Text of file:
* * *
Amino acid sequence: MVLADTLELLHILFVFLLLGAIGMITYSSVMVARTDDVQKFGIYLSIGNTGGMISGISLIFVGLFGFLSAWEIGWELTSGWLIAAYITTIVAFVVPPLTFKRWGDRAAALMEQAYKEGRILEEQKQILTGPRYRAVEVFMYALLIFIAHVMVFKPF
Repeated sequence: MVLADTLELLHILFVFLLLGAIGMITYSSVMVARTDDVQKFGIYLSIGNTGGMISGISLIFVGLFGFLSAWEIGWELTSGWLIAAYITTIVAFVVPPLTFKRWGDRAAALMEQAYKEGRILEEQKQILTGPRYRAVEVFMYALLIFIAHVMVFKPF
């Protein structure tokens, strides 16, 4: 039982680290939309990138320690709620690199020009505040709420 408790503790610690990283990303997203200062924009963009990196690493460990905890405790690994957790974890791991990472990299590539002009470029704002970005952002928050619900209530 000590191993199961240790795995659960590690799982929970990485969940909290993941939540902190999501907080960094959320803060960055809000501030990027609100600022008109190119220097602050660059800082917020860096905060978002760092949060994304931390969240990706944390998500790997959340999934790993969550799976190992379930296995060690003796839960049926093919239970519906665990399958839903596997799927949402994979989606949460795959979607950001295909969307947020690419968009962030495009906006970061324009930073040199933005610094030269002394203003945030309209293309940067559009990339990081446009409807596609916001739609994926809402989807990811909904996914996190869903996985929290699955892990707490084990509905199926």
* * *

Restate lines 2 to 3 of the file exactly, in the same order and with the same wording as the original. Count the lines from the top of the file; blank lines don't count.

Repeated sequence: MVLADTLELLHILFVFLLLGAIGMITYSSVMVARTDDVQKFGIYLSIGNTGGMISGISLIFVGLFGFLSAWEIGWELTSGWLIAAYITTIVAFVVPPLTFKRWGDRAAALMEQAYKEGRILEEQKQILTGPRYRAVEVFMYALLIFIAHVMVFKPF
């Protein structure tokens, strides 16, 4: 039982680290939309990138320690709620690199020009505040709420 408790503790610690990283990303997203200062924009963009990196690493460990905890405790690994957790974890791991990472990299590539002009470029704002970005952002928050619900209530 000590191993199961240790795995659960590690799982929970990485969940909290993941939540902190999501907080960094959320803060960055809000501030990027609100600022008109190119220097602050660059800082917020860096905060978002760092949060994304931390969240990706944390998500790997959340999934790993969550799976190992379930296995060690003796839960049926093919239970519906665990399958839903596997799927949402994979989606949460795959979607950001295909969307947020690419968009962030495009906006970061324009930073040199933005610094030269002394203003945030309209293309940067559009990339990081446009409807596609916001739609994926809402989807990811909904996914996190869903996985929290699955892990707490084990509905199926």